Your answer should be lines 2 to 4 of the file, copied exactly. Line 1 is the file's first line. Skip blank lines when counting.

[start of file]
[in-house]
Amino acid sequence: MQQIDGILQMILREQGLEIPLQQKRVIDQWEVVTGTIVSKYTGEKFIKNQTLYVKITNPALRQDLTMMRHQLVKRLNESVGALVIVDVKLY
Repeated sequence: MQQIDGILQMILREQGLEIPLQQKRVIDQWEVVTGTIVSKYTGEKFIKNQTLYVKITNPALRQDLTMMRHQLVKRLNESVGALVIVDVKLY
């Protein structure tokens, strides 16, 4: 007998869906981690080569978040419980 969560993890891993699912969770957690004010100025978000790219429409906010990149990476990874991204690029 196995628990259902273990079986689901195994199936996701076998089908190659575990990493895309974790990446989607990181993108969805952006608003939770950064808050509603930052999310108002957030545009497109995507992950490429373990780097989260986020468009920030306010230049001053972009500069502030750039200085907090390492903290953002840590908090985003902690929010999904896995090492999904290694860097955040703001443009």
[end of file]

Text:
Amino acid sequence: MQQIDGILQMILREQGLEIPLQQKRVIDQWEVVTGTIVSKYTGEKFIKNQTLYVKITNPALRQDLTMMRHQLVKRLNESVGALVIVDVKLY
Repeated sequence: MQQIDGILQMILREQGLEIPLQQKRVIDQWEVVTGTIVSKYTGEKFIKNQTLYVKITNPALRQDLTMMRHQLVKRLNESVGALVIVDVKLY
């Protein structure tokens, strides 16, 4: 007998869906981690080569978040419980 969560993890891993699912969770957690004010100025978000790219429409906010990149990476990874991204690029 196995628990259902273990079986689901195994199936996701076998089908190659575990990493895309974790990446989607990181993108969805952006608003939770950064808050509603930052999310108002957030545009497109995507992950490429373990780097989260986020468009920030306010230049001053972009500069502030750039200085907090390492903290953002840590908090985003902690929010999904896995090492999904290694860097955040703001443009």